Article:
Israel’s ambassador to Norway has been recalled by the foreign ministry (see Yediot article displayed below). Local Norwegian staff at the embassy and the ambassador’s household staff each accused him of exposing himself and other acts of harassment, an allegation he denies. Israeli media cannot report the name or country in which this diplomat served. But I can.
He is Naim Araidi (Hebrew) an Israeli Druze poet and lecturer in literature at several Israeli colleges. Though he had no previous diplomatic or political experience, Foreign Minister Avigdor Lieberman chose him because, as a Druze he came from Israel’s Arab minority, yet endorsed the nationalist views of the Israeli Jewish mainstream. Israeli Druze pride themselves on being distinct from the Palestinian minority and even from the majority Muslim culture among Israeli Muslims. Many (though not all–there is a growing refusal to serve among young Druze) serve in the IDF, since a 1956 agreement between the State and communal leaders appointed by the State made service compulsory. Since such service often provides important social and professional networking opportunities, they may use it as an entre into majority Jewish society.
Lieberman spoke publicly at the time of Araidi’s appointment about the reasons for it, noting he was sent to Norway because of its strong BDS “delegitimization” movement. The foreign minister felt that an Israeli minority would make an especially strong case against this tendency, since Norwegians have generally been quite supportive of the anti-apartheid movement in South Africa and other movements for ethnic justice. As such, an Israeli Druze could provide an especially effective rebuttal (Hebrew) to the pro-Palestinian movement popular in Europeans capitals.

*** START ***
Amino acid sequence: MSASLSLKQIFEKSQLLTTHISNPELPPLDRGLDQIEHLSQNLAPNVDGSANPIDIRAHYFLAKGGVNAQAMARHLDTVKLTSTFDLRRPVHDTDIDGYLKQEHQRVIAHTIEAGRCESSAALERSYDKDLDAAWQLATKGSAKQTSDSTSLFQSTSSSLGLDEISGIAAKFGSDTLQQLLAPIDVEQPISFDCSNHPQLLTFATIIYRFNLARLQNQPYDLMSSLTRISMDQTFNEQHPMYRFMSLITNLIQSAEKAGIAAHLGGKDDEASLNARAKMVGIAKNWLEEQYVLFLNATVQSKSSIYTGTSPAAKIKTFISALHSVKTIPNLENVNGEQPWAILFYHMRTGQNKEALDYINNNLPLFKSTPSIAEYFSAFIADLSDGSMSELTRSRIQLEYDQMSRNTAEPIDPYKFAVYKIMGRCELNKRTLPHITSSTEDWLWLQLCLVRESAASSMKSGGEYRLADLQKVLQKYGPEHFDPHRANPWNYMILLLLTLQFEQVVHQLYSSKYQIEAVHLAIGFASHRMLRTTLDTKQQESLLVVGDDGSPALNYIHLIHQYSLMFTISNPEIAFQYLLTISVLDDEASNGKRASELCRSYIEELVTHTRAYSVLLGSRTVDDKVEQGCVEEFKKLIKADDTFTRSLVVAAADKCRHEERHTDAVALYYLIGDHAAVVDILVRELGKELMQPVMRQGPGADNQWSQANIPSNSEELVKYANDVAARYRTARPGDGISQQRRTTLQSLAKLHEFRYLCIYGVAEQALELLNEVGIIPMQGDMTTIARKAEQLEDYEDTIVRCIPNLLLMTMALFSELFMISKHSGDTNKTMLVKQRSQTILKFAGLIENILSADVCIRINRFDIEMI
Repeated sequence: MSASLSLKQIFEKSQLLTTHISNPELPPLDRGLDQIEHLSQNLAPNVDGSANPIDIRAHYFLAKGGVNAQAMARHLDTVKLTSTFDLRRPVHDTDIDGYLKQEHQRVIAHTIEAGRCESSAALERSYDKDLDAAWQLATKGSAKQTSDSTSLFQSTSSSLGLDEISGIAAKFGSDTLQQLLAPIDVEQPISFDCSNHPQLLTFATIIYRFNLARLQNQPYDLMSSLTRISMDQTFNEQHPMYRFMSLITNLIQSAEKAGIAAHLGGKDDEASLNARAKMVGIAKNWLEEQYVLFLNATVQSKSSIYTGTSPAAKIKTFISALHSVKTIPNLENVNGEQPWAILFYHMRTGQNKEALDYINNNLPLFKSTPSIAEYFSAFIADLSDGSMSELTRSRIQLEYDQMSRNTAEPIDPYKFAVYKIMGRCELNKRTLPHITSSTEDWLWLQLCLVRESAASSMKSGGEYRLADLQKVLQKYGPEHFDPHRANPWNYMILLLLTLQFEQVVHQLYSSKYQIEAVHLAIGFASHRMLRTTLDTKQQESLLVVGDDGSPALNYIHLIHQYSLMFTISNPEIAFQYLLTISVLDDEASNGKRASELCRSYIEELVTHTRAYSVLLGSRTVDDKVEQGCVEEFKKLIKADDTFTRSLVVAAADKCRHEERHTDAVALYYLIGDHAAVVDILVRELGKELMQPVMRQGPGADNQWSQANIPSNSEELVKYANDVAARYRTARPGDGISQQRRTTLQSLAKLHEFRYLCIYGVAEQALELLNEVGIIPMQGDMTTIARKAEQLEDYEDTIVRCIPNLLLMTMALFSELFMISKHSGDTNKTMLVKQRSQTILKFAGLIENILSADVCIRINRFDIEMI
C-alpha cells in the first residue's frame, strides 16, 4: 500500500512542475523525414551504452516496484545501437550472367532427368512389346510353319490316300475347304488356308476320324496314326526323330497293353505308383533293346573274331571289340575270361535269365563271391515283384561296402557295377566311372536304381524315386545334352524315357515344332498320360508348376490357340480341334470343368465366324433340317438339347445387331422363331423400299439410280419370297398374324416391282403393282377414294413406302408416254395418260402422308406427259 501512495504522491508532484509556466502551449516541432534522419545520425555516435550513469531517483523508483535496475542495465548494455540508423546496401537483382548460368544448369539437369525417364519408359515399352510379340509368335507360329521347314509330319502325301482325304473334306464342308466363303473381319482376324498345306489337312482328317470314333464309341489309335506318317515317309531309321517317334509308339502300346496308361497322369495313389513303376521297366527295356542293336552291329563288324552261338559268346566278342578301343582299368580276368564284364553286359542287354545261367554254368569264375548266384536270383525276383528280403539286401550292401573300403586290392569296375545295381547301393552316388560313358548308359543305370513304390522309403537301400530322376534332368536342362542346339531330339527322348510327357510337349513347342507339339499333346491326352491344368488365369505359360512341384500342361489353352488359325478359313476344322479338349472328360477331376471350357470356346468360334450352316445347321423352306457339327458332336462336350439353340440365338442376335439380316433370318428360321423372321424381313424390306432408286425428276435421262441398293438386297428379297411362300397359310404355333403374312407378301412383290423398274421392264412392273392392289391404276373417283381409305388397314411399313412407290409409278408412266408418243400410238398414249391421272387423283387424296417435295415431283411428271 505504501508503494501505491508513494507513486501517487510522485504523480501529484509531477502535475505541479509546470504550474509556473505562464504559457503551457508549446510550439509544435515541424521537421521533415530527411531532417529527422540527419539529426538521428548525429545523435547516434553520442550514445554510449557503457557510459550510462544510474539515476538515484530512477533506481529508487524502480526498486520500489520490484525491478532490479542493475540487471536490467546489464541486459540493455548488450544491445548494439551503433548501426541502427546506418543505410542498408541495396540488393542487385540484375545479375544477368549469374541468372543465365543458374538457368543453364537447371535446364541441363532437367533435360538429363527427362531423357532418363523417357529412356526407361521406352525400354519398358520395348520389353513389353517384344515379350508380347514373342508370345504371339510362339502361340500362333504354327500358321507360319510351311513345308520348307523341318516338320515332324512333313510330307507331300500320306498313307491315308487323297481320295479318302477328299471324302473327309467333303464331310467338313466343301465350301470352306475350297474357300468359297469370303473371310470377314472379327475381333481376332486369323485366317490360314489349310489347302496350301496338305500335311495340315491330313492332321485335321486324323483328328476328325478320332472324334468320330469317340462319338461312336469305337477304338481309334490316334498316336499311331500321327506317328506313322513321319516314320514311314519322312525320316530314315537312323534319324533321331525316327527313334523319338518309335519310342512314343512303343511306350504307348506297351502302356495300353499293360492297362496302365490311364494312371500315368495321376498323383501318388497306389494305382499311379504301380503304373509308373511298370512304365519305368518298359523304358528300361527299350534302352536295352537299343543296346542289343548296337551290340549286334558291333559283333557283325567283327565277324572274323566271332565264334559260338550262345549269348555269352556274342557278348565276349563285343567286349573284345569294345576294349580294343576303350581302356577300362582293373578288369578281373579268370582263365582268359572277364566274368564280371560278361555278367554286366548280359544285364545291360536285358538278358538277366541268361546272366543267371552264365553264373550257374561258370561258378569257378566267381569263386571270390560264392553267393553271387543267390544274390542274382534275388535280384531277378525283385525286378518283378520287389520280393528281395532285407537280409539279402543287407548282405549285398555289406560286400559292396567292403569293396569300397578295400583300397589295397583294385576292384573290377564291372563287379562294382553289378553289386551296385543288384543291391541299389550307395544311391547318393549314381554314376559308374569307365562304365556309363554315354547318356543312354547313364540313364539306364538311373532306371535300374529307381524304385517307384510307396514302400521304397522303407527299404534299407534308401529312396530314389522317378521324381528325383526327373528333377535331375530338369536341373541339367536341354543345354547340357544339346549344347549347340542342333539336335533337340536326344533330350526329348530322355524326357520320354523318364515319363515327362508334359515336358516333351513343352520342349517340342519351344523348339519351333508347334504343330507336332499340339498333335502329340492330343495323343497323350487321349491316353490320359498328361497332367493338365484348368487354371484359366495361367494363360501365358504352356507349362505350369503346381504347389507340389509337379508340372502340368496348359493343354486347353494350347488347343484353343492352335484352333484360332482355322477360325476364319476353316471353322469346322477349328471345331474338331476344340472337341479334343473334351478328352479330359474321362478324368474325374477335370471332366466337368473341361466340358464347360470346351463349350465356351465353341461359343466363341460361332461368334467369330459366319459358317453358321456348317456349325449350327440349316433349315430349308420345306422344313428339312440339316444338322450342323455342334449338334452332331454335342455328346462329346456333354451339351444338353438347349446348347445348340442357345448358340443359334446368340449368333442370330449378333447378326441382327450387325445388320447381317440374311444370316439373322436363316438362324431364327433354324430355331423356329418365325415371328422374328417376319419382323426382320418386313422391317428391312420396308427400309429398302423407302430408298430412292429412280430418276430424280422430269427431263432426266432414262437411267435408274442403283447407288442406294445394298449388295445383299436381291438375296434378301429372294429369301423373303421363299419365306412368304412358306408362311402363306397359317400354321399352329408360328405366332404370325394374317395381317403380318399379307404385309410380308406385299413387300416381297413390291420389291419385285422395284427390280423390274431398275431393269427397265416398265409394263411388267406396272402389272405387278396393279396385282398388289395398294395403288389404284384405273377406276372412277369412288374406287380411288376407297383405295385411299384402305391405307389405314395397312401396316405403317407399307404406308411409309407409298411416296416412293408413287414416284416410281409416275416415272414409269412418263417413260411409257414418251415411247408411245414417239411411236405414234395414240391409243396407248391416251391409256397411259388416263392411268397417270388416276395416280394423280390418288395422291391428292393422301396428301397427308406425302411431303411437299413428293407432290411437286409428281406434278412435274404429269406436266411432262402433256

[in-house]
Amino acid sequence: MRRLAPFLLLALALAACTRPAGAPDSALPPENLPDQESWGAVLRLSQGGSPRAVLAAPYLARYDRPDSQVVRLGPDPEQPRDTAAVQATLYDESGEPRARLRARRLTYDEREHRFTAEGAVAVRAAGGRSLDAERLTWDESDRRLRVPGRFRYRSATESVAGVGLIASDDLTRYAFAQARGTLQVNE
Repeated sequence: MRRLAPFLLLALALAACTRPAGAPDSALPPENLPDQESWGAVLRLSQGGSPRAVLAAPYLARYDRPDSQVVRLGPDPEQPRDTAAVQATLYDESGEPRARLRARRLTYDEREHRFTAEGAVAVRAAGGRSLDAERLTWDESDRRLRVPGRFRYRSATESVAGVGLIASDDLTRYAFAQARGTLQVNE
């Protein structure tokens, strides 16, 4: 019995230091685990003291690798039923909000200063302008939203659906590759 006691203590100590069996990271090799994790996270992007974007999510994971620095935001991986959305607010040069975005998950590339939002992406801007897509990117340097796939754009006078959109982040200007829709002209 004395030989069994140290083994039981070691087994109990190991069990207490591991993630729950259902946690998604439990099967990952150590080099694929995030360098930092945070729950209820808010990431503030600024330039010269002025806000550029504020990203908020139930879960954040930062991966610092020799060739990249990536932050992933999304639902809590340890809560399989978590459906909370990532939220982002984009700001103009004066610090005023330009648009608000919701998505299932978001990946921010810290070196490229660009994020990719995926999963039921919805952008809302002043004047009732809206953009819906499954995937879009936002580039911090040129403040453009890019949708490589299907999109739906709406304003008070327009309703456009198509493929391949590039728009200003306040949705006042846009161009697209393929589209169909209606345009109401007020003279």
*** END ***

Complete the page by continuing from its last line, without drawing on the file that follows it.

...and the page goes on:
For his part, Araidi, while not endorsing Lieberman’s anti-Arab politics, had this to say (Hebrew) about them:
As for me, I have no problem with Lieberman. He and the Israeli right are more transparent and honest than others and therefore less problematic for me. It surely would be a good idea for him to begin to express himself more politely, but from a basic perspective he is no different than anyone else [any other more moderate Israeli politician]. What’s the difference between Lieberman as foreign minister and the others that preceded him?
For his doctoral dissertation, Araidi didn’t choose a Druze or Palestinian poet. Instead, he chose Uri Tzvi Greenberg, the poet of the Revisionist movement, and one of Jabotinsky’s favorites. He noted that one of the qualities of Greenberg’s poetry he especially admired was the Nietzschean belief that poetry and art were beyond good and evil. One wonders whether he incorporated such a belief into his private life as well.
The Israeli civil service undertook an inquiry into the allegations against the ambassador and sent a staff lawyer to investigate. Once he interviewed the alleged victims, he decided to send Araidi home for the duration of the inquiry. The diplomat told Yediot that he planned to end his ambassadorship and “retire” from the foreign ministry. I’m virtually certain his resignation will be accepted.
Such an appointment only proves that when the nationalist right exploits Israeli minorities, especially those with no professional qualifications, for political purposes, it will backfire not only on the one who makes the appointment, but on the entire State.
UPDATE: Within a year of writing this post, Naim Araidi died of cancer after his return to Israel.
Silverstein has published Tikun Olam since 2003, It exposes the secrets of the Israeli national security state. He lives in Seattle, but his heart is in the east. He publishes regularly at Middle East Eye, the New Arab, and Jacobin Magazine. His work has also appeared in Al Jazeera English, The Nation, Truthout and other outlets.